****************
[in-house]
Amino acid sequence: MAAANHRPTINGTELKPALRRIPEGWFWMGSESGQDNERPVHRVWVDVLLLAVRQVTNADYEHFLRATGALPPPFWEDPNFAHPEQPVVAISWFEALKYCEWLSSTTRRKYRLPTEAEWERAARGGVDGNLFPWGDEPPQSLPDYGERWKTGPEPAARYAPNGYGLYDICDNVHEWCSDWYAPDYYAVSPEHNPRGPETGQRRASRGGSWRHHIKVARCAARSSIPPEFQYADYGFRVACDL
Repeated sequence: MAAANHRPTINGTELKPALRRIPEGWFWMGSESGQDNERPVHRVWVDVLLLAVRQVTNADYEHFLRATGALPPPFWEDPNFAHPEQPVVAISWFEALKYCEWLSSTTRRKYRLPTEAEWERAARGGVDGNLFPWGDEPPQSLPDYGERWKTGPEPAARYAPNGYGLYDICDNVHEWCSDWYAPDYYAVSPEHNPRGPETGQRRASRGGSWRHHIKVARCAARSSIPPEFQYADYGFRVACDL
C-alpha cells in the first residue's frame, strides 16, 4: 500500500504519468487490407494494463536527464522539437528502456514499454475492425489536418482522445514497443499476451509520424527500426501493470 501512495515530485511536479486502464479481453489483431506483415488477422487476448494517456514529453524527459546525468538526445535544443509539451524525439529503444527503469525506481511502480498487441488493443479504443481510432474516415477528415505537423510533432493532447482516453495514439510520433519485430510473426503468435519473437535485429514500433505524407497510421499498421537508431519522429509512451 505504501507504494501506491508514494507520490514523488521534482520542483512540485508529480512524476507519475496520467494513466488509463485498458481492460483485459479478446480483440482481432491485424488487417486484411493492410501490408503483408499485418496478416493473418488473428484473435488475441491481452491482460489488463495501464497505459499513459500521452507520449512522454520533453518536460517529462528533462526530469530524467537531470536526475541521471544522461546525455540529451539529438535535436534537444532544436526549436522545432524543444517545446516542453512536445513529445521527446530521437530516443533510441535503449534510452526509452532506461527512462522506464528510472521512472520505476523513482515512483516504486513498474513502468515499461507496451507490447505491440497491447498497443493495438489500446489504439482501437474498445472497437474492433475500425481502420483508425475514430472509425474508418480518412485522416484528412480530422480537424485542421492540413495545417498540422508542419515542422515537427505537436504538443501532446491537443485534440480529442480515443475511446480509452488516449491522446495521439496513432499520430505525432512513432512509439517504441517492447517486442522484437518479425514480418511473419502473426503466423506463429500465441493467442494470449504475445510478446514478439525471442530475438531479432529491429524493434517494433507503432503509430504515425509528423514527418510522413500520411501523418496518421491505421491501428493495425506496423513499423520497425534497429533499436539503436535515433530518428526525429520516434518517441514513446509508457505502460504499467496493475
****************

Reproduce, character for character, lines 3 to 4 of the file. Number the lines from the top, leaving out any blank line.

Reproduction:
Repeated sequence: MAAANHRPTINGTELKPALRRIPEGWFWMGSESGQDNERPVHRVWVDVLLLAVRQVTNADYEHFLRATGALPPPFWEDPNFAHPEQPVVAISWFEALKYCEWLSSTTRRKYRLPTEAEWERAARGGVDGNLFPWGDEPPQSLPDYGERWKTGPEPAARYAPNGYGLYDICDNVHEWCSDWYAPDYYAVSPEHNPRGPETGQRRASRGGSWRHHIKVARCAARSSIPPEFQYADYGFRVACDL
C-alpha cells in the first residue's frame, strides 16, 4: 500500500504519468487490407494494463536527464522539437528502456514499454475492425489536418482522445514497443499476451509520424527500426501493470 501512495515530485511536479486502464479481453489483431506483415488477422487476448494517456514529453524527459546525468538526445535544443509539451524525439529503444527503469525506481511502480498487441488493443479504443481510432474516415477528415505537423510533432493532447482516453495514439510520433519485430510473426503468435519473437535485429514500433505524407497510421499498421537508431519522429509512451 505504501507504494501506491508514494507520490514523488521534482520542483512540485508529480512524476507519475496520467494513466488509463485498458481492460483485459479478446480483440482481432491485424488487417486484411493492410501490408503483408499485418496478416493473418488473428484473435488475441491481452491482460489488463495501464497505459499513459500521452507520449512522454520533453518536460517529462528533462526530469530524467537531470536526475541521471544522461546525455540529451539529438535535436534537444532544436526549436522545432524543444517545446516542453512536445513529445521527446530521437530516443533510441535503449534510452526509452532506461527512462522506464528510472521512472520505476523513482515512483516504486513498474513502468515499461507496451507490447505491440497491447498497443493495438489500446489504439482501437474498445472497437474492433475500425481502420483508425475514430472509425474508418480518412485522416484528412480530422480537424485542421492540413495545417498540422508542419515542422515537427505537436504538443501532446491537443485534440480529442480515443475511446480509452488516449491522446495521439496513432499520430505525432512513432512509439517504441517492447517486442522484437518479425514480418511473419502473426503466423506463429500465441493467442494470449504475445510478446514478439525471442530475438531479432529491429524493434517494433507503432503509430504515425509528423514527418510522413500520411501523418496518421491505421491501428493495425506496423513499423520497425534497429533499436539503436535515433530518428526525429520516434518517441514513446509508457505502460504499467496493475